Law in the Internet Society

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WyattLittlesFirstEssay 3 - 17 Jan 2015 - Main.WyattLittles
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Hacking as Spectacle

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Ethical Considerations of Hacking for Greater Transparency in Consumer Software


The pace at which the Internet has developed over the past 10 years has certainly been unexpected. As a result of this rapid growth, several ethical questions must be analyzed before moving forward and increasing our reliance on the Internet and the software that accompanies it as our primary means of communication. This ethical analysis must focus on the extent to which a large portion of consumers are unaware of the extent to which software companies are “selling” or giving away their personal information by accepting user agreements found in most major “free” programs like GoogleMail? or Apple’s iCloud. Therefore, the question we must address is not how to reach sophisticated users of technology, but rather in mobilizing the masses or the casual users to push for software that is more transparent. One possible solution is through the employment of responsible user “hacktivism”, or the use of computers and computer networks as a means of protest to promote political ends. While the exposure of software deficiencies through hacking, defined generally as the production of unexpected consequences from creative uses of technology, may be an effective means of undermining programs structured to take advantage of it’s unwitting users, this type of activity must similarly be viewed critically as it has the potential to raise equally alarming ethical concerns if not carried out responsibly.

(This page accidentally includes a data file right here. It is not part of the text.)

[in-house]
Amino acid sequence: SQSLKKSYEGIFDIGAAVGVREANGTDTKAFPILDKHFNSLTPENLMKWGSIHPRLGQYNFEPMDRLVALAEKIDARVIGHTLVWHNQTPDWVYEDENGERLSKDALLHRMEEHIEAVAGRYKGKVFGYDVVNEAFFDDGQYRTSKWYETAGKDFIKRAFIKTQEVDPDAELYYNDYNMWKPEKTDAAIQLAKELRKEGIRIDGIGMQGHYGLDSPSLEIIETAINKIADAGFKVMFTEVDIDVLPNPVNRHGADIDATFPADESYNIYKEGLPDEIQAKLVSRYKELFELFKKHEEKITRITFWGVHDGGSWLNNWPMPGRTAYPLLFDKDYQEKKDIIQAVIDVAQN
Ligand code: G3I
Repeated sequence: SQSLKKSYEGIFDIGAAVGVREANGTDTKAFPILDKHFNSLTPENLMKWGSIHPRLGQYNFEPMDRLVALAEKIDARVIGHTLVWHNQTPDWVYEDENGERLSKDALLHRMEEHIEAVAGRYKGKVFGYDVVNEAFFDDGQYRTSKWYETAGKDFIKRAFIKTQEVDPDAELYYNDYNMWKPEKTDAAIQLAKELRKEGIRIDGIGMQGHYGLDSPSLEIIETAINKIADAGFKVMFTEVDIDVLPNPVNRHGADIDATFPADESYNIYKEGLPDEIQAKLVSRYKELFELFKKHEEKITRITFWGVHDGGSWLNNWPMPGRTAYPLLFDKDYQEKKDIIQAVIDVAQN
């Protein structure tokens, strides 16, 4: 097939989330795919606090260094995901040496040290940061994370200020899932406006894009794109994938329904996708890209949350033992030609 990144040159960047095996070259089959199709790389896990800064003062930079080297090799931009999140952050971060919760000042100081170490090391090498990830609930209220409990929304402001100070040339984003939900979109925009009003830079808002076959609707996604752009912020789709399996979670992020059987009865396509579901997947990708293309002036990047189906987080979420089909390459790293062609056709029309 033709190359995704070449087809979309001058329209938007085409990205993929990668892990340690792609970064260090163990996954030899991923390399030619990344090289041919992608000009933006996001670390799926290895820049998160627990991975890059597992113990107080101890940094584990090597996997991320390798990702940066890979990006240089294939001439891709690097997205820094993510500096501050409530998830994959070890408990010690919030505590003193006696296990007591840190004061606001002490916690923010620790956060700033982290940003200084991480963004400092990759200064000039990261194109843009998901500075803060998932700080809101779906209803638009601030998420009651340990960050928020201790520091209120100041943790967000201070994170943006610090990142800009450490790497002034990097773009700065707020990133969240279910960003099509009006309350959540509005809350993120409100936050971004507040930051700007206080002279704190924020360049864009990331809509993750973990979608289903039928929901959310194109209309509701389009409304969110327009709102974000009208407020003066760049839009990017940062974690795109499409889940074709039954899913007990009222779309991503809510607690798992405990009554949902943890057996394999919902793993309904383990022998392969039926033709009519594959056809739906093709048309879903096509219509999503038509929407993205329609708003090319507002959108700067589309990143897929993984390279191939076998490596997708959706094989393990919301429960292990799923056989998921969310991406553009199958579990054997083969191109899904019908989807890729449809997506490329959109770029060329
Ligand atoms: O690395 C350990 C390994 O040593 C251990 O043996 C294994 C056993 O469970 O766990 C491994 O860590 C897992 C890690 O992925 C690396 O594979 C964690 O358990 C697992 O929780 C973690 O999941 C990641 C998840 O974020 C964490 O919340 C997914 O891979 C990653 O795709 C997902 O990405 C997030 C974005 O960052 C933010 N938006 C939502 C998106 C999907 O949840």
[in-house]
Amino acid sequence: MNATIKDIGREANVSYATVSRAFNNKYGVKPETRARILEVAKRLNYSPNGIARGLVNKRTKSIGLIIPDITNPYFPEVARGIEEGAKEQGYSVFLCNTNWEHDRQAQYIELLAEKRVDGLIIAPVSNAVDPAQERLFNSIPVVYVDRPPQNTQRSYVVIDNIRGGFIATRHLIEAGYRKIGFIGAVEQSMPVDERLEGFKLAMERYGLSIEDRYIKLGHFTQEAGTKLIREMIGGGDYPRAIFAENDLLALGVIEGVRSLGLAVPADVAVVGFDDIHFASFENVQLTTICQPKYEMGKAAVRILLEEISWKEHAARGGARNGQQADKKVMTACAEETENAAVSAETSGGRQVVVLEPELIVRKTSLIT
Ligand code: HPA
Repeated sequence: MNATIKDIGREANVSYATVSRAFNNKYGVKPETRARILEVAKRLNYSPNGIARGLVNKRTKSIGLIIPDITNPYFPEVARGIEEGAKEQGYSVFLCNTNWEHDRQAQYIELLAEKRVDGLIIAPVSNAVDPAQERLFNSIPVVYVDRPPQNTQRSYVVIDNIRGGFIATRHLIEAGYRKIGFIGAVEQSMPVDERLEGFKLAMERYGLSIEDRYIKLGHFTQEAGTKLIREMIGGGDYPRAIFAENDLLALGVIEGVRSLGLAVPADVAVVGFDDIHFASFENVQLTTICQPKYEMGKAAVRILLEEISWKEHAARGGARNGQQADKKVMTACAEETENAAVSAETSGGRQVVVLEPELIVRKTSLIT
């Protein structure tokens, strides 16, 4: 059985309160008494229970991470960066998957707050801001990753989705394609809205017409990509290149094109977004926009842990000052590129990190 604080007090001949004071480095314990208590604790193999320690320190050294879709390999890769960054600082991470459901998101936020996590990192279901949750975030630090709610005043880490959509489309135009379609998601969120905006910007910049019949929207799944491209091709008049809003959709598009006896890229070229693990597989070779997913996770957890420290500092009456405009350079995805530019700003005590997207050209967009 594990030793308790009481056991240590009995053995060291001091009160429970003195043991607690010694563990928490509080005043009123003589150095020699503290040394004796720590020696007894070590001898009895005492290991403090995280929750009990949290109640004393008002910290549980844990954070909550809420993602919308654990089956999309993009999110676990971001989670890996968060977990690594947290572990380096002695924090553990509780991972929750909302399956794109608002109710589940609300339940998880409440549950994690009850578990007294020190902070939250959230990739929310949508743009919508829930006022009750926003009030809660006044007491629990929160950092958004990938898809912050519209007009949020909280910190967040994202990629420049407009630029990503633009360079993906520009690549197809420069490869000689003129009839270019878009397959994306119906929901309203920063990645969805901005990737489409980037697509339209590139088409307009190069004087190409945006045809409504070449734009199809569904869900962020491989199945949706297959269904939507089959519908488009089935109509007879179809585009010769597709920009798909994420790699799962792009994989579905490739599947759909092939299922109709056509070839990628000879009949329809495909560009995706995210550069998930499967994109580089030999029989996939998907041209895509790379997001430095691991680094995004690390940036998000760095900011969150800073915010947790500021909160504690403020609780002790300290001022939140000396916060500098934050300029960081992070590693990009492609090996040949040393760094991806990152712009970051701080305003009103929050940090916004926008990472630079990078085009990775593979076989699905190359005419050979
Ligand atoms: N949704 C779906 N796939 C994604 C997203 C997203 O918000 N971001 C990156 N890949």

What's wrong with my software and how can hacking help?

Collectively, we have not been able to carve out rights in the web that deserve respect from government officials or corporations. Without an understanding of individual rights in the web as it pertains to privacy and autonomy, most software and popular Internet programs are designed to transform users into tools for these aforementioned corporations and governments. Like fine print or unconscionable contract terms found in many user agreements or contracts, the “real” costs of using programs like Facebook go un-noticed by the masses. Thus, steps must be taken to uncover the process and motives behind certain actions undertaken on the Internet, which is where hacktivism can come in. Hacking as an activity can help expose the way that privacy has been changed from a right that governments and corporations must be justified in violating or taking advantage of, to one that individuals must affirmatively defend. Thus, responsible hacktivism can introduce costs that have long been unrecognized by mass consumers of so-called “free-applications” and re-introduce ethical questions related to how privacy should function in the Internet age. This dialogue will be increasingly important as the “Facebook” generation transitions into positions of influence with a skewed sense of privacy.

Who polices the police?